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The purpose of a guitar pedal isn't to generally feed any significant amount of power to the output, but rather to feed a signal to a guitar amplifier or other device that expects to be fed by a guitar. One could probably within reason scale resistor values down and capacitor values up in the indicated portion of the circuit without affecting things too much, if one were using very good-quality potentiometers.

There is, however, an advantage to using larger resistances and smaller capacitors when driving high-impedance inputs: most pots have a certain amount of wiper series resistance which may vary in irregular fashion when the pot is turned. Better pots will have lower and more predictable resistance than cheaper pots, but the amount of wiper resistance, in ohms, will be relatively unaffected by the value of the pot. If e.g. the pot used for the "treble" control above has a wiper resistance that randomly varies between 10 ohms and 1K, this would have little effect if the signal is fed into a 500K volume pot (it would cause volume to vary by about 0.2%), but could have a rather large effect if it were fed into a 10K volume pot (it could cause volume to vary by about 10%). Because of this, when using potentiometers to scale signals that are fed to high-impedance inputs, it's often desirable to use the highest-value potentiometers that are practical so as to minimize the relative effect of wiper resistance.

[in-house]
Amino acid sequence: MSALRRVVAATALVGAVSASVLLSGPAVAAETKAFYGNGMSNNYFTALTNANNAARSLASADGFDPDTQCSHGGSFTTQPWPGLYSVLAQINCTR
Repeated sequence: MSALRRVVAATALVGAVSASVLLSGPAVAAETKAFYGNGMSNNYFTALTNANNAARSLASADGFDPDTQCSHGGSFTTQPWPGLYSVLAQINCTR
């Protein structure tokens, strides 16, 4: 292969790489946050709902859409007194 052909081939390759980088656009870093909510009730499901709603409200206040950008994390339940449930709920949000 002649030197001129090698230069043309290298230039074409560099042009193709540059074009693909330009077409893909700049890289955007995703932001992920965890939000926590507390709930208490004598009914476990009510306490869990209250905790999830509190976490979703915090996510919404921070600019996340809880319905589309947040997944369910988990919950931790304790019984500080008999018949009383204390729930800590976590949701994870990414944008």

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  • \$\begingroup\$ So is it better to use 250K in MID? \$\endgroup\$ – user2513881 May 8 '15 at 17:19
  • \$\begingroup\$ The potentiometers interact with each other; if one were going to change any of the potentiometers while keeping the circuit behavior the same, one would have to scale them all by the same factor; further, if one scaled all the pots down by a factor of ten, one would have to scale all the capacitors up by a factor of ten to compensate. \$\endgroup\$ – supercat May 8 '15 at 17:52
  • \$\begingroup\$ Guitars often have a 500K volume pot on their output, so amplifiers should work well when fed from such a pot. Scaling the "MID" pot up to 250K would require scaling the volume pot to 5M, and amplifiers might not work as well when driven from something that high. \$\endgroup\$ – supercat May 8 '15 at 17:55
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High value potentiometers are common in these circuits because guitar pickups are essencially just a long coil of thin wire ie a high-Z source. Don´t forget it´s impedence that counts here, not just the resistance you´ll measure with a multimeter. Using too low a value will lose frequency response.

Then you have your valve amp, common for electric guitarists, where the input impedence can be as high as 1M, so for best matching, 500kOhm has become a bit of a standard.

Here´s a short note on the subject: SOS link